In a previous post we discussed some tried-and-true Chinese remedies for nosebleeds, conjunctivitis and burns. In this post we will continue to cover some simple and effective strategies you can use for sprains, strains and bruises.
Sprains and Strains
For the first 12-24 hours, Chinese medicine and Western medicine agree that the best thing to do is apply ice to a sprain or strain, to reduce swelling and inflammation. However, after 24 hours Chinese wisdom instructs us to start using warmth and herbal therapies to promote healing. The continued use of ice or cold therapies retards the flow of QI and Blood and impedes the healing process, so consider switching to a heat pack or other warming therapies after this time.
Effective remedies you can use at this time include:
1. Chinese herbal liniments such as Zheng Gui Shui (my favourite, pictured). Chinese grocery stores and herb shops have a wide selection of liniments to choose from. Liniments work by invigorating the Qi and Blood to promote healing and remove any blockages; they are topically analgesic to relieve the pain, and they also relax the tendons and muscles.
2. A tofu poultice. This is very effective for reducing inflammation. Mash some soft or silken tofu with a small amount of white flour (to bind) and spread it over a thin cloth (e.g. cheesecloth), then apply to the affected area. Apply a layer of plastic wrap or a clean bandage over the poultice to keep it in place and retain warmth. Leave until it is dried or the symptoms have subsided, and reapply as neccessary using a fresh cloth and fresh tofu. *Hint: This is even more effective if you mix in a little fresh grated ginger.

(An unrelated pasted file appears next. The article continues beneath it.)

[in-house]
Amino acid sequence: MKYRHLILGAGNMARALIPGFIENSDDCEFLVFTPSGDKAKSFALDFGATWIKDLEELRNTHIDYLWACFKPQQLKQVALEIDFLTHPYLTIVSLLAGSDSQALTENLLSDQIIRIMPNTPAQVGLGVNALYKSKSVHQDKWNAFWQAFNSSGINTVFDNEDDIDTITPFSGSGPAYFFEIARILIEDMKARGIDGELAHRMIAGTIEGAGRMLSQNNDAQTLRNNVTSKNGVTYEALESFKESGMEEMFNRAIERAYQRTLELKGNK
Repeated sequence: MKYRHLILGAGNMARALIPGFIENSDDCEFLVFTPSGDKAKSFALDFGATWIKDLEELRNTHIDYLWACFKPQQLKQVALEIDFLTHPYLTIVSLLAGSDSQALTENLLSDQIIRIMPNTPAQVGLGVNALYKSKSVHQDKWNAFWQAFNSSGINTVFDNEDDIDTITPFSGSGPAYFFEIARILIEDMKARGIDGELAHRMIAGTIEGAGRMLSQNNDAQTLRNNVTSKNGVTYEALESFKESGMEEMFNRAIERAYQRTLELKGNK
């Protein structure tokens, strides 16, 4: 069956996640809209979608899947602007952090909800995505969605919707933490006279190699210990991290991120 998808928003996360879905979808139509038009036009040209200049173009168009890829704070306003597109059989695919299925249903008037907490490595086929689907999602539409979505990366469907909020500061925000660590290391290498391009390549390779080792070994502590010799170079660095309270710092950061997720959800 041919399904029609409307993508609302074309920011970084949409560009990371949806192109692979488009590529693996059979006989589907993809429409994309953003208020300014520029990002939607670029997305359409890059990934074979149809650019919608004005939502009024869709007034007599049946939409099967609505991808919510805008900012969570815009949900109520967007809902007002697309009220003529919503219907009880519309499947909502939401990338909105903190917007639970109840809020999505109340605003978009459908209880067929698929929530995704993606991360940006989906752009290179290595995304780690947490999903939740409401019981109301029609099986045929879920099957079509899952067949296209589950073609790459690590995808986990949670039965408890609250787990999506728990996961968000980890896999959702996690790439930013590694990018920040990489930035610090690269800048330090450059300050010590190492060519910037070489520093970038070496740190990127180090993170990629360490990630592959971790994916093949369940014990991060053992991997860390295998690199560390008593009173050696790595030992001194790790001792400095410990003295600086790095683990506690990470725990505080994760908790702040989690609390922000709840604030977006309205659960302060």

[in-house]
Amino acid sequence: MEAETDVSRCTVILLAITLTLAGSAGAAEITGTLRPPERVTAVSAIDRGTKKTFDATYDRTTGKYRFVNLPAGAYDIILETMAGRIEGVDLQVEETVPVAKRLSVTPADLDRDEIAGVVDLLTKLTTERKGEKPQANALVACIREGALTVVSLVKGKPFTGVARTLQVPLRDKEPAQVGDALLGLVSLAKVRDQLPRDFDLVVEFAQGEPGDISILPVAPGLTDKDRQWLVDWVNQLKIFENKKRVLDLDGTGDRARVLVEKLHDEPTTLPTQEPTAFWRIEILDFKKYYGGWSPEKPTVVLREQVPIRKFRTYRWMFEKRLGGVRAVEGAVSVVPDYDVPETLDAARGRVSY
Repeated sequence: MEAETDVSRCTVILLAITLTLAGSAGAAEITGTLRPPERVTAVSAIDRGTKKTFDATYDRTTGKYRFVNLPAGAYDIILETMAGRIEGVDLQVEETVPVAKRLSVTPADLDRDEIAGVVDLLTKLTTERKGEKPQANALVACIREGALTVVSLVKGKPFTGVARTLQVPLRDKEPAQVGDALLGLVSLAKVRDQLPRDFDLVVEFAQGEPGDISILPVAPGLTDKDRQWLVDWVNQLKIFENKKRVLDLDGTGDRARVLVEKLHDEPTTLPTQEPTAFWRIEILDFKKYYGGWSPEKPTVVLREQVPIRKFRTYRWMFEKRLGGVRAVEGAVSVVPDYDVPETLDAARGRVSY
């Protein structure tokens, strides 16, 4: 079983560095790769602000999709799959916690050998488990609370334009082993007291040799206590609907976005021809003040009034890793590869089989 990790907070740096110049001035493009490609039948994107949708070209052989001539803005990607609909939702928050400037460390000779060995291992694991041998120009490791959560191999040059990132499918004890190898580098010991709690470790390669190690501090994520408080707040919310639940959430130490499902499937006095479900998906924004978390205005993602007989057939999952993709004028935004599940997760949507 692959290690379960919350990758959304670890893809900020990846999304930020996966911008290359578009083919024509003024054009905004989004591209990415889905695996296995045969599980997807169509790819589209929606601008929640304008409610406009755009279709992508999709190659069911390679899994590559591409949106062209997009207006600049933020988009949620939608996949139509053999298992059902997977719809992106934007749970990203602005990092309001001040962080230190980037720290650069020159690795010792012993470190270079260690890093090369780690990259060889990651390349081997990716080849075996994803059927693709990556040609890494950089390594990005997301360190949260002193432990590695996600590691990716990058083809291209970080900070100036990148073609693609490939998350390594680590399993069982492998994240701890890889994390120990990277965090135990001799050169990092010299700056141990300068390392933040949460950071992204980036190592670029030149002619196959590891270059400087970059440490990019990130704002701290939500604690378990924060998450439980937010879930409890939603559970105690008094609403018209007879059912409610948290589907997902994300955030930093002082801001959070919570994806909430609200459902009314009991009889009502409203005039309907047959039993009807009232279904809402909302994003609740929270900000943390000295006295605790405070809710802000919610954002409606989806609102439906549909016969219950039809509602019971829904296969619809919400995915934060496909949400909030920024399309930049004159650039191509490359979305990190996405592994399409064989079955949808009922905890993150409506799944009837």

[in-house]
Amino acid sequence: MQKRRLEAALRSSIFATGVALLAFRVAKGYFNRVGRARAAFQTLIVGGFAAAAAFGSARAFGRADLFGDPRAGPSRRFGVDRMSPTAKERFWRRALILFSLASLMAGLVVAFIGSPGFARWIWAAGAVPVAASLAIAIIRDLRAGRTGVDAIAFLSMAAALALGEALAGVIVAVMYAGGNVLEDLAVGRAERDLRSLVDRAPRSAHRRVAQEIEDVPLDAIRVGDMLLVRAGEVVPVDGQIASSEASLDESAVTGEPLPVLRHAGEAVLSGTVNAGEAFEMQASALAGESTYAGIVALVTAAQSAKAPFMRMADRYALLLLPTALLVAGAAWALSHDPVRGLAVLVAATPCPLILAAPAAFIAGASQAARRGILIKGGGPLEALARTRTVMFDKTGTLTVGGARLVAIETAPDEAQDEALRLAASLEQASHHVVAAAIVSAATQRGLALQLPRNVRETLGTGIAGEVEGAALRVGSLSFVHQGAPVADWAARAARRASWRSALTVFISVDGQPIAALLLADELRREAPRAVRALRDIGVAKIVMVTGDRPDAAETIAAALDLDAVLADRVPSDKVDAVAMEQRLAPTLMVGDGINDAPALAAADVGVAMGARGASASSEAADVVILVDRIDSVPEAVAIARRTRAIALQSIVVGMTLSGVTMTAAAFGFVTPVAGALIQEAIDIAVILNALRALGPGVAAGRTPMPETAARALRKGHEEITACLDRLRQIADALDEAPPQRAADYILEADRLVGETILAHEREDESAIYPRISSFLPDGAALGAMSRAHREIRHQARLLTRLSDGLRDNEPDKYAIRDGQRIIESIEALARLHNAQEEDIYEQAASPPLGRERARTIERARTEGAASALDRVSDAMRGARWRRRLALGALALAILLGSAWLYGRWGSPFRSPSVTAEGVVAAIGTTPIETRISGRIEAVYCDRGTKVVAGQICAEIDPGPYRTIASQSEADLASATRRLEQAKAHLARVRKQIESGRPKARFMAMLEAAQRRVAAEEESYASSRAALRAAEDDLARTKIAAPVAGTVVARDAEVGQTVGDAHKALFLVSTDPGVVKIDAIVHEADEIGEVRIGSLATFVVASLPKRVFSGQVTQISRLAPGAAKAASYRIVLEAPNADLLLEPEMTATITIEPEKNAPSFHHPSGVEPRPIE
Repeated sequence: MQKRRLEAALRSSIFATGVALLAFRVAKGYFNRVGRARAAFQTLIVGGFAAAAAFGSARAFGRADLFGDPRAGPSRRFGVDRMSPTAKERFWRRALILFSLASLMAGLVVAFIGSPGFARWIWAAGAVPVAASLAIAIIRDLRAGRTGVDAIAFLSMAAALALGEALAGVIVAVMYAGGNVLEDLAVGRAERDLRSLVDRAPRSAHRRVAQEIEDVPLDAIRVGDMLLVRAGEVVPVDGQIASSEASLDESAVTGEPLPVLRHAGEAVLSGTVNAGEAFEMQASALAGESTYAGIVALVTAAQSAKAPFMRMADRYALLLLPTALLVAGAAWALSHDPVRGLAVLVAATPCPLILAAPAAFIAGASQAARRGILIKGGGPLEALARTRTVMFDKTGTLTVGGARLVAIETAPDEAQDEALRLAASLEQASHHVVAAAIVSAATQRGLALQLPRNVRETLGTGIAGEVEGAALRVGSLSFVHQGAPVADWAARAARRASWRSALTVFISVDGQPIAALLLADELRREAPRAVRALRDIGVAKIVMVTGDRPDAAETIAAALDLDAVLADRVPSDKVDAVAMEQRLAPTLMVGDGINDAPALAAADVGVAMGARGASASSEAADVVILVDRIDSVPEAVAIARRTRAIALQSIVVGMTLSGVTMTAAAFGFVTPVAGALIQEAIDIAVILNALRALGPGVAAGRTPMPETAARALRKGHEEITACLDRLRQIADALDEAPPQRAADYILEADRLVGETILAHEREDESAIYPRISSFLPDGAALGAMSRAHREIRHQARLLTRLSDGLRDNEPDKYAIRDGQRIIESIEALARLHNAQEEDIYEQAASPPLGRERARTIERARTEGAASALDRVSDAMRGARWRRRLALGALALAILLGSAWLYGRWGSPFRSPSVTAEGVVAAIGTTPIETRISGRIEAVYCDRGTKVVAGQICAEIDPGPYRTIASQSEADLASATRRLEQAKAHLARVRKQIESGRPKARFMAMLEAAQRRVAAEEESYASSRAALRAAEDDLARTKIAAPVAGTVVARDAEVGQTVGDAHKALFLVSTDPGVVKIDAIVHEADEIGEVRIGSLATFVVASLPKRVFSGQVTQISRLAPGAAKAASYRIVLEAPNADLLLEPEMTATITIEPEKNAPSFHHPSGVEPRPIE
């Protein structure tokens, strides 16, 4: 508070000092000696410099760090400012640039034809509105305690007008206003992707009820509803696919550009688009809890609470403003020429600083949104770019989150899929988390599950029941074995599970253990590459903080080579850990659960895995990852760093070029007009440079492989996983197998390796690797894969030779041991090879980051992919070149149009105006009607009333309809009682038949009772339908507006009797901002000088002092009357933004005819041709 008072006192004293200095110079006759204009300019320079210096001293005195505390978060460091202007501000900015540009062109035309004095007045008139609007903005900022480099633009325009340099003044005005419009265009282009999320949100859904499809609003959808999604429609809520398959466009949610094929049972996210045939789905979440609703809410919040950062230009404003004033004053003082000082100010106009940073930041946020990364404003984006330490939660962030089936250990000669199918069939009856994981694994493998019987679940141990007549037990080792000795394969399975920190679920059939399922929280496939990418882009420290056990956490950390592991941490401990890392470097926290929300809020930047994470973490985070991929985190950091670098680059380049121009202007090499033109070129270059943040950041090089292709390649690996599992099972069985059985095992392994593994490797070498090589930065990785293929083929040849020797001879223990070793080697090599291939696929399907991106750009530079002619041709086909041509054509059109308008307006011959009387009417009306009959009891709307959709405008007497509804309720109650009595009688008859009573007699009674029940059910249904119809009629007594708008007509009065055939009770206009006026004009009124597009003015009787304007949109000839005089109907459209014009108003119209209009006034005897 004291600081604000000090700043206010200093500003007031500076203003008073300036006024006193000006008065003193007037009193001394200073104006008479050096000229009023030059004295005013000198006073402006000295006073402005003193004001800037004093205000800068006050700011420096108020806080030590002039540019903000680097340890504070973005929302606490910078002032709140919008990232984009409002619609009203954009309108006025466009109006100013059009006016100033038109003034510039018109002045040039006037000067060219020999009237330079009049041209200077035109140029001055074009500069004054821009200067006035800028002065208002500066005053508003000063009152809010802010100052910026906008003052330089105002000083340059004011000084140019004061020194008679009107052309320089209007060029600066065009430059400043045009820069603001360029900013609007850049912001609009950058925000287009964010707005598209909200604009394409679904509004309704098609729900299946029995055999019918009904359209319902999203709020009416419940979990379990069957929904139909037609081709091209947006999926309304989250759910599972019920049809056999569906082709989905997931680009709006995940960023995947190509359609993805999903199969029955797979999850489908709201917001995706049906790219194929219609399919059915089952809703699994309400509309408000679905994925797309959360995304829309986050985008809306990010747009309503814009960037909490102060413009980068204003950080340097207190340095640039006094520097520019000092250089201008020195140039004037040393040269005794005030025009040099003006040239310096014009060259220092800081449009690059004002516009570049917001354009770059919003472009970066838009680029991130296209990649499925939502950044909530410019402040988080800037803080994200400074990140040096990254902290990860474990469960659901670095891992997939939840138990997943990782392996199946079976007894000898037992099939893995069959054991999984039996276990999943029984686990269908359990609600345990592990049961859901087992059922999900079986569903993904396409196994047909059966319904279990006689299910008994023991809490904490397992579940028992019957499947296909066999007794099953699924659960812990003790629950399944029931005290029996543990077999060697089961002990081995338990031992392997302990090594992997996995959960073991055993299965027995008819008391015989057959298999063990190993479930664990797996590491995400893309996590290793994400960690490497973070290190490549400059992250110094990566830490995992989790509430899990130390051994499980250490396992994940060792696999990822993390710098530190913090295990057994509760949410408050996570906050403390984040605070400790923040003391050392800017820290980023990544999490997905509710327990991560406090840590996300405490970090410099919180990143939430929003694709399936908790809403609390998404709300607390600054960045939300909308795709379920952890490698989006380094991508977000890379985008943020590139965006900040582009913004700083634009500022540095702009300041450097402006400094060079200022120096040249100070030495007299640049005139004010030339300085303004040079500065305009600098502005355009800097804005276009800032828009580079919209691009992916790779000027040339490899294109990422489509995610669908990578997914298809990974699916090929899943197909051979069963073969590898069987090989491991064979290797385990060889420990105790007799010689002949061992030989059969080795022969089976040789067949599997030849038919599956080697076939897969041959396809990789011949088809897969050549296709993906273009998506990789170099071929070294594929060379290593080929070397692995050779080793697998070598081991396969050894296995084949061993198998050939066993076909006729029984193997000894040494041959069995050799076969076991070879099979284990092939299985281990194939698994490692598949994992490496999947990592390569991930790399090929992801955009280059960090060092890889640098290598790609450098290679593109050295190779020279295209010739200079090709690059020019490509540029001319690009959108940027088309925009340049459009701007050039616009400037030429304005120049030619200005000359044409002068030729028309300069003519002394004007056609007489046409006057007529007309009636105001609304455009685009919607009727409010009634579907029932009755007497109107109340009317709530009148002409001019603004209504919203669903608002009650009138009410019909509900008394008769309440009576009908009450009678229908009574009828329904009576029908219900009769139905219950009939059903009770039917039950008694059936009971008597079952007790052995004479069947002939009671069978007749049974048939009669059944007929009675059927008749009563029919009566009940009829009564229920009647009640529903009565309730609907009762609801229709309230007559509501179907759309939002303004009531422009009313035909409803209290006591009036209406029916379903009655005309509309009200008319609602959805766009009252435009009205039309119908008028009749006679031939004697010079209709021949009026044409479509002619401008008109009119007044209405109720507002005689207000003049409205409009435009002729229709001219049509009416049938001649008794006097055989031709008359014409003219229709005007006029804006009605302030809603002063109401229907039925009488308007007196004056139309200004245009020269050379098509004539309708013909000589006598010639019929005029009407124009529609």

3. A taro root or potato poultice. Mash some cooked taro root OR potato with a small amount of white flour (to bind) and apply it in the same way as the tofu poultice described above.
4. A buckwheat poultice. This is great for pulling out water and reducing swelling (and thus pain). Boil buckwheat until it is very soft. Wait for it to cool, then apply it as a poultice following the instructions for the tofu poultice above.
A bruise appears after blood is forced out of the blood vessels and subsequently pools in the tissues, causing pain from the pressure of the extra fluid. So our primary aim is to move the Qi, Blood and Fluids. There are several simple ways to do this:
1. Vinegar - you can use any kind of vinegar as a wash over the affected area. This is very stimulating to the local circulation.
2. Alcohol - any kind. As with vinegar, you can use this as a wash to stimulate the local blood circulation.
3. Liniments - for example Zheng Gu Shui (as described above under strains and sprains).
4. Make your own simple liniment by steeping a handful of Hong Hua (safflower), and/or herb Dang Gui (angelica sinensis), and/or Ze Lan (bugleweed) in a litre of grain alcohol. You can use one herb invididually or a mixture, and you can buy these from your local Chinese herb store. A quicker alternative is to make a decoction of these herbs in water. You can use either the resulting liniment or decoction topically only to bathe the area.
If you are interested in making your own liniments, you can read: "Secret Shaolin Formulas for the treatment of external injury" by Qian De, or "A tooth from the tigers mouth" by Tom Bisio.
Thats all for Part Two.
Click here for Part Three - Bites and Stings
Click here for Part Four - Herbal Ice
Acupuncture and Fertility
Acupuncture and Stress
Acupuncture and Depression
Acupuncture and Anxiety
Acupuncture and Immunity
Serving the Blue Mountains - Lapstone, Glenbrook, Blaxland, Blaxland East, Warimoo, Winmalee, Yellow Rock, Hawkesberry Heights, Valley Heights, Springwood, Faulconbridge, Mount Riverview, Linden, Woodford, Hazelbrook, Lawson, Bullaburra, Wentworth Falls, Leura, Katoomba